by Cameron Lawrence
But first blame the sun for how I worry time,
polishing it like a rabbit’s foot, or a saint’s thumb.
Blame every minute I pour out as liquor from a flask,
small enough to sip, but large enough to sink a city.
For the mornings I rush-hour from you, and split-
second the children with a forehead kiss, exhausting myself
past the sweepers, the café workers unstacking chairs,
—speeding toward money. Blame the afternoon
for everything unfinished, blame the dusk’s erasure.
And later, when you and I loll together in blue flicker,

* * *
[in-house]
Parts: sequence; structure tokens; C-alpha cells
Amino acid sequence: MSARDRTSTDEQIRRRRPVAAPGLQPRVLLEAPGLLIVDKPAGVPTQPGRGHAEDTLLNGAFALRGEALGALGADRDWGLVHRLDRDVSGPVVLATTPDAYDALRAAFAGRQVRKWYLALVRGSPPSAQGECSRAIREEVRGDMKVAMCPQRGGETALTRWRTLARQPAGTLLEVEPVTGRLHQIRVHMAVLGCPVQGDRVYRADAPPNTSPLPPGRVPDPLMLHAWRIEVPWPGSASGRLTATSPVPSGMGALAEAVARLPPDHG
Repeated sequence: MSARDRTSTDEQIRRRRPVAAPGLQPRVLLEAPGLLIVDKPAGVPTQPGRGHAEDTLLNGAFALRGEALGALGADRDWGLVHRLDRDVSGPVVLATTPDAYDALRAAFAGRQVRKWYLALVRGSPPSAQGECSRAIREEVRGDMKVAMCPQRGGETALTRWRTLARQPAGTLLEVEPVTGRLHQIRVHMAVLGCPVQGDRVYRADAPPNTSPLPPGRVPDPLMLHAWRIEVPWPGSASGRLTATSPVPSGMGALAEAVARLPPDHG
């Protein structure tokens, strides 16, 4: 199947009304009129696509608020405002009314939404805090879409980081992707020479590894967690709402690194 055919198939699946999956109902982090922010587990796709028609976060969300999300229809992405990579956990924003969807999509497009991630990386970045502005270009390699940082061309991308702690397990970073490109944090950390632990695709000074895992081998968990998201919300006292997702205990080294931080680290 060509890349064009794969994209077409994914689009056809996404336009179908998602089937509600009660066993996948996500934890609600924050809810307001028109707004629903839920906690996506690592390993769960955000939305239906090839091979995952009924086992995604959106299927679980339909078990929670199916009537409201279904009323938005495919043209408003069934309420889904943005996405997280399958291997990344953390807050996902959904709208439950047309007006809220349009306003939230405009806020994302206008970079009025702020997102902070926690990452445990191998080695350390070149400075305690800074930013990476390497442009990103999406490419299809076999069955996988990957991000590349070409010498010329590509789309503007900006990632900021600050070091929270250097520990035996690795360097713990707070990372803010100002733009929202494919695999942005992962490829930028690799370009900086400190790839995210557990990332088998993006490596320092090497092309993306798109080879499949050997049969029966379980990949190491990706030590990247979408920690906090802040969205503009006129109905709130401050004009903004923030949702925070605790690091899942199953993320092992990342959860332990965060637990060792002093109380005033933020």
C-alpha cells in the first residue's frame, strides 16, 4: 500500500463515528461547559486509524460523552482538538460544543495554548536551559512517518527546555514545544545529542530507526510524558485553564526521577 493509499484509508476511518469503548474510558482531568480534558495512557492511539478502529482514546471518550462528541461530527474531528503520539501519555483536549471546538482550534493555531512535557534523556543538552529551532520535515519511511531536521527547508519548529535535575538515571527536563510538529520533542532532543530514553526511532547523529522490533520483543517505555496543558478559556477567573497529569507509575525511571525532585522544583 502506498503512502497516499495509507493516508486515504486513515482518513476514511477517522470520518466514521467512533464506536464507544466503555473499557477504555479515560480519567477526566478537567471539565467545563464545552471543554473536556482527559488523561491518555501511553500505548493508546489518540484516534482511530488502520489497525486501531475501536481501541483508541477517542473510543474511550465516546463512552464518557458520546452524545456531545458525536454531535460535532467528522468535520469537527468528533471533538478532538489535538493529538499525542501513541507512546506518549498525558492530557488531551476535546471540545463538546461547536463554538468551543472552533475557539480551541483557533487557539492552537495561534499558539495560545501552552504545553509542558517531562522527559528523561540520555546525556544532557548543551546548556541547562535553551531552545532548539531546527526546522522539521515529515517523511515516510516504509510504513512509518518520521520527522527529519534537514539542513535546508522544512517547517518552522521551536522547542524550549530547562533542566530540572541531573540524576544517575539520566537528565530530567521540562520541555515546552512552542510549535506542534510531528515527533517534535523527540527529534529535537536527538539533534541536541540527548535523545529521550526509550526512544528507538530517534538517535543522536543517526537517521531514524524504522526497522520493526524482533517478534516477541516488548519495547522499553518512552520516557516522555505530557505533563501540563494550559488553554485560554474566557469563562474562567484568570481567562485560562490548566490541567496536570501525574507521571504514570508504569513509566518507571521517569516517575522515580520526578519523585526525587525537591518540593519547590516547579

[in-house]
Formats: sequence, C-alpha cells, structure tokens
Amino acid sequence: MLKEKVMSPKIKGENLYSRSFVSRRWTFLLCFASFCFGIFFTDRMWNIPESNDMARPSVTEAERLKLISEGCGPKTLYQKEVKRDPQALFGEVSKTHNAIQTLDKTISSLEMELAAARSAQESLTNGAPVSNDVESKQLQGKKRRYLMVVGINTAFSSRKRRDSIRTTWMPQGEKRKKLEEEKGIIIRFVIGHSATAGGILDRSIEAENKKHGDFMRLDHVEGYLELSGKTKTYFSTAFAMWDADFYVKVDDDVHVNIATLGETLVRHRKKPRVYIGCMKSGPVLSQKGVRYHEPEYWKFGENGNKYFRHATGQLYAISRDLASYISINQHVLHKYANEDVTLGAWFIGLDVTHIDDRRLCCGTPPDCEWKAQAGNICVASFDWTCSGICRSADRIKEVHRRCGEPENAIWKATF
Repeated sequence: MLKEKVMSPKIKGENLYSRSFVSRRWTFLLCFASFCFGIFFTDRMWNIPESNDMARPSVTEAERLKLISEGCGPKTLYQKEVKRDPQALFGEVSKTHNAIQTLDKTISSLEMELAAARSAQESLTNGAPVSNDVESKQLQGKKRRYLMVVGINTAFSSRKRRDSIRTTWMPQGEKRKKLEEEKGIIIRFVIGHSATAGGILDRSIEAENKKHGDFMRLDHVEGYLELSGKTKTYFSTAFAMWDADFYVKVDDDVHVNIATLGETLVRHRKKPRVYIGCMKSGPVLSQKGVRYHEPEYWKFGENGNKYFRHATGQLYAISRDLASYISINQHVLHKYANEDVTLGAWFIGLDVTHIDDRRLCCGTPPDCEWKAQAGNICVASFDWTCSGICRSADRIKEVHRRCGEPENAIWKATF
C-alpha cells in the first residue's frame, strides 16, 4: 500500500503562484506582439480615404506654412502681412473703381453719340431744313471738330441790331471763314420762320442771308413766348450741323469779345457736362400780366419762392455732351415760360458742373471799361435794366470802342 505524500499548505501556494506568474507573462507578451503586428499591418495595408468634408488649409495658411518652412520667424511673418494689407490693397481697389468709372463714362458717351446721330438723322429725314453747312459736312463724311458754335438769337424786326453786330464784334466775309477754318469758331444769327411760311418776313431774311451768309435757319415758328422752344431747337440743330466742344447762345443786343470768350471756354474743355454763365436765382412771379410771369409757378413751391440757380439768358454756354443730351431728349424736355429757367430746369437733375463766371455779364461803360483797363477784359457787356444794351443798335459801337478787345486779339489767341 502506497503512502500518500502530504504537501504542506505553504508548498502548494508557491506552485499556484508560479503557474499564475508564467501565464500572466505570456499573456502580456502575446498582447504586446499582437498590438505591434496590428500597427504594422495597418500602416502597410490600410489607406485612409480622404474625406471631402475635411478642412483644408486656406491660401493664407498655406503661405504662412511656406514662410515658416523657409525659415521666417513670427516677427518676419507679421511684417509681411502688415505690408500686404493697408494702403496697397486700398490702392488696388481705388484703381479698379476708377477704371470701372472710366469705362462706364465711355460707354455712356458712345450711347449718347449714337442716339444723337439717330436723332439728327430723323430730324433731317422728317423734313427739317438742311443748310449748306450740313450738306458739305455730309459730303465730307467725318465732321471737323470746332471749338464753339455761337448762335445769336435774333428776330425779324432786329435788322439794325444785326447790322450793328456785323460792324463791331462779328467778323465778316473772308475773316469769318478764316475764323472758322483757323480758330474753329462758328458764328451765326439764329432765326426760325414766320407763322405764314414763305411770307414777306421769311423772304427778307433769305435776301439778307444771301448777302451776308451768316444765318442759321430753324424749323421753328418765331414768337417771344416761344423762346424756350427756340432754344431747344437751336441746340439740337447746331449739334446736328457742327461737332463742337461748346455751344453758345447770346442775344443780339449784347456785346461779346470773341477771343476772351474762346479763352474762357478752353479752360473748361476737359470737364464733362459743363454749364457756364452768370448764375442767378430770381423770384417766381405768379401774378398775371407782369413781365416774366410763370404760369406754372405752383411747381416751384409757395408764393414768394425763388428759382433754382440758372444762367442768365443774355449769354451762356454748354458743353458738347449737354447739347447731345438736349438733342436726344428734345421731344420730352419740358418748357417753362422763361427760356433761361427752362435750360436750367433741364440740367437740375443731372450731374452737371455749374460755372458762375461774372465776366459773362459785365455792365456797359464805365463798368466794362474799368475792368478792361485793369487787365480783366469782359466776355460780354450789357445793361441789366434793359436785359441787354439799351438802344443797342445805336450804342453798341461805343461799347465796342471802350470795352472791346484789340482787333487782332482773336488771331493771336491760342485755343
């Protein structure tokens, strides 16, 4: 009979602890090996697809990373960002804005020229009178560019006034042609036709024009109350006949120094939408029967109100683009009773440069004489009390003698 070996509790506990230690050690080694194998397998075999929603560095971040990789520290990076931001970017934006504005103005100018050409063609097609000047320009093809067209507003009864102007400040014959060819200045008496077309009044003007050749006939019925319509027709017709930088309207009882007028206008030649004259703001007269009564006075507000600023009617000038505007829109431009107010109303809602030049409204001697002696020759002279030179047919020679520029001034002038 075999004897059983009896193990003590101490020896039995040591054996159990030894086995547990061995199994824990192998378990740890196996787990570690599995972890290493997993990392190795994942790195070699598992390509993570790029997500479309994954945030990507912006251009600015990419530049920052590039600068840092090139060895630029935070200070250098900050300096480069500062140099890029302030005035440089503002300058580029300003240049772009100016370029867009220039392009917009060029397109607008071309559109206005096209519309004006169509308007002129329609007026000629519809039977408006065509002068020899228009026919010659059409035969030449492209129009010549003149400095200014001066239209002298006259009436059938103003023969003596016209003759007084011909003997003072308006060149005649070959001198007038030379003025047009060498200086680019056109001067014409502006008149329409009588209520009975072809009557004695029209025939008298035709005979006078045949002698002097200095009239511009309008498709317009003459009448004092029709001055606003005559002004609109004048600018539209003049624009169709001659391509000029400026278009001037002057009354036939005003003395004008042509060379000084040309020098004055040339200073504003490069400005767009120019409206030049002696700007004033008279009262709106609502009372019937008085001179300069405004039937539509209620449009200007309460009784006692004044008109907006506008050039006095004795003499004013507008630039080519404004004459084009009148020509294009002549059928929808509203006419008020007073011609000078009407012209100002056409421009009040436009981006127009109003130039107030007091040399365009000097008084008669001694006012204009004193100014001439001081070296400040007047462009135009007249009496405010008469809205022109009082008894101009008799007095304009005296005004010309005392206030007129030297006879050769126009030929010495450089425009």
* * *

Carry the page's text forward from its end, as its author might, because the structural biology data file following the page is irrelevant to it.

adding zeros and ones to the sums of our attention
vanished in the blink of a television switched off,
don’t blame the moments we will lose to sleep,
the incomprehensible landscapes of dreaming.
Don’t blame the numbness of my arm beneath you
for how the years have left us lonesome in the subliminal
tick and hum of clocks. Blame the night not for its darkness,
but for how it ends—its susceptibility to the light.